Exploring High-Quality and Culturally Responsive Math Afterschool Program Practices for Under-Represented Minority Youth

Wednesday, August 1, 2018 to Friday, July 31, 2020
Resource Type:
Project Descriptions
Environment Type: 
Public Programs, Afterschool Programs, Professional Development, Conferences, and Networks, Professional Development and Workshops, Informal/Formal Connections, Higher Education Programs
Undergraduate/Graduate Students | Scientists
Education and learning science | Mathematics | Social science and psychology
Access and Inclusion: 
Hispanic/Latinx Communities
University of California, Irvine

This award was provided as part of NSF's Social, Behavioral and Economic Sciences Postdoctoral Research Fellowships (SPRF) program and is supported by SBE's Developmental Sciences program and the Directorate for Education and Human Resources' (EHR) Advancing Informal STEM Learning program. The goal of the SPRF program is to prepare promising, early career doctoral-level scientists for scientific careers in academia, industry or private sector, and government. SPRF awards involve two years of training under the sponsorship of established scientists and encourage Postdoctoral Fellows to perform independent research. NSF seeks to promote the participation of scientists from all segments of the scientific community, including those from underrepresented groups, in its research programs and activities; the postdoctoral period is considered to be an important level of professional development in attaining this goal. Each Postdoctoral Fellow must address important scientific questions that advance their respective disciplinary fields. Under the sponsorship of Dr. Sandra D. Simpkins at the University of California, Irvine, this postdoctoral fellowship award supports an early career scientist exploring high-quality and culturally responsive, math afterschool program (ASP) practices for under-represented minority (URM) youth. Mathematical proficiency is the foundation of youth's STEM pursuits. Yet today, far too many youth do not pursue STEM based on a perception that they are "not good at math". Students need to engage in contexts that spark their interest and their continued mastery and growth. ASPs are settings for such dynamic opportunities, particularly for URM students such as Latinos who attend lower quality schools and do not feel supported. In college, URM students often struggle with uninspiring and culturally incongruent STEM learning environments. The intergenerational nature of university-based STEM ASPs, whereby younger students are paired with undergraduate (UG) mentors, are opportunities to support both K-12 and UG students' motivational beliefs in math and STEM more broadly. This project will examine these intergenerational developmental processes in the context of a math enrichment ASP located at a Hispanic-Serving Institution. By studying how ASPs can serve as an important lever for promoting URM students' access and success in STEM, this project seeks to meaningfully inform efforts to broaden the participation of underrepresented groups in these fields.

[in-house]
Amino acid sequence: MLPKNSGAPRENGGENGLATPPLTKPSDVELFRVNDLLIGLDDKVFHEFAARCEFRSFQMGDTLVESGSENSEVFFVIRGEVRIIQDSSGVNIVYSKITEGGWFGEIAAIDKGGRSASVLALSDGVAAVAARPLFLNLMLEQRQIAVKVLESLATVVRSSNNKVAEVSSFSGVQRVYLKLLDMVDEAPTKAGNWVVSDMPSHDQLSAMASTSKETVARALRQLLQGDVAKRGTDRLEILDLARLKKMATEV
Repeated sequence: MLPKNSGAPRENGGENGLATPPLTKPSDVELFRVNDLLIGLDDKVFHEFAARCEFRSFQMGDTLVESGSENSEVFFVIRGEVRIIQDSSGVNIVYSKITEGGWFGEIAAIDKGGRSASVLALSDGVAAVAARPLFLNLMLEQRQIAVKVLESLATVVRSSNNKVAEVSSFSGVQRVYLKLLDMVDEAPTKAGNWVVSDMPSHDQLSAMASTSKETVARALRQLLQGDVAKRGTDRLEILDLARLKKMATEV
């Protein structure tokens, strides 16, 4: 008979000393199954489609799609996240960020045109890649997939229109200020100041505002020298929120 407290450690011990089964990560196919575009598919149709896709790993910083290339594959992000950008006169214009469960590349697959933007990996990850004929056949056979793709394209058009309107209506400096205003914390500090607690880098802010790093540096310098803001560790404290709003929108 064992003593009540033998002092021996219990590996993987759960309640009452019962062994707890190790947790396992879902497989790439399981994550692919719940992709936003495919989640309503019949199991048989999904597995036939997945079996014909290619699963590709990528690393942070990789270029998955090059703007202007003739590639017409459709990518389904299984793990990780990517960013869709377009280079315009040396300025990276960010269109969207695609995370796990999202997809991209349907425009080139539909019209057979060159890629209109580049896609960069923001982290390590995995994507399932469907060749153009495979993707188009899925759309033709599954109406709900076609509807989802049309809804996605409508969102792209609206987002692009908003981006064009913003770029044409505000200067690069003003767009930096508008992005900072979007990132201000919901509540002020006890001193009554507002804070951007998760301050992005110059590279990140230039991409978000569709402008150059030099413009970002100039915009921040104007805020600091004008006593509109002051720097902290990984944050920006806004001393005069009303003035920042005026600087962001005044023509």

This project seeks to understand how participating in a math enrichment ASP supports both youth participants' and UG mentors' motivational beliefs in math; to describe high-quality and culturally responsive practices; and to understand how to support the effectiveness of youth-staff relationships. To accomplish these research objectives, data will be collected from both youth participants and UG mentors through multiple methods including surveys, in-depth interviews, participant-observations, and video observations of youth-staff interactions. This project will add to our understanding of university-ASP partnerships. Further, the knowledge gained from this study will impact the larger landscape of practice and research on STEM ASPs by 1) addressing critical gaps in the current literature on high-quality and culturally responsive STEM ASP practices and 2) informing ASP staff development training. Overall, this mixed methods project will provide critical and rich information on the ways that ASPs can effectively deliver on its promise of promoting positive development for all youth, especially URM youth who may need and benefit from these spaces the most. The invaluable insight garnered from this study will be disseminated to traditional academic audiences to advance knowledge, as well as to local, state, and national organizations to inform the larger landscape of practice in STEM ASPs.

This award reflects NSF's statutory mission and has been deemed worthy of support through evaluation using the Foundation's intellectual merit and broader impacts review criteria.

Funding Program: 
DS - Developmental Sciences, AISL, SPRF-Broadening Participation
Award Number: 
Funding Amount: 

Team Members

Mark Vincent YuMark Vincent YuPrincipal Investigator
Sandra SimpkinsSandra SimpkinsCo-Principal Investigator

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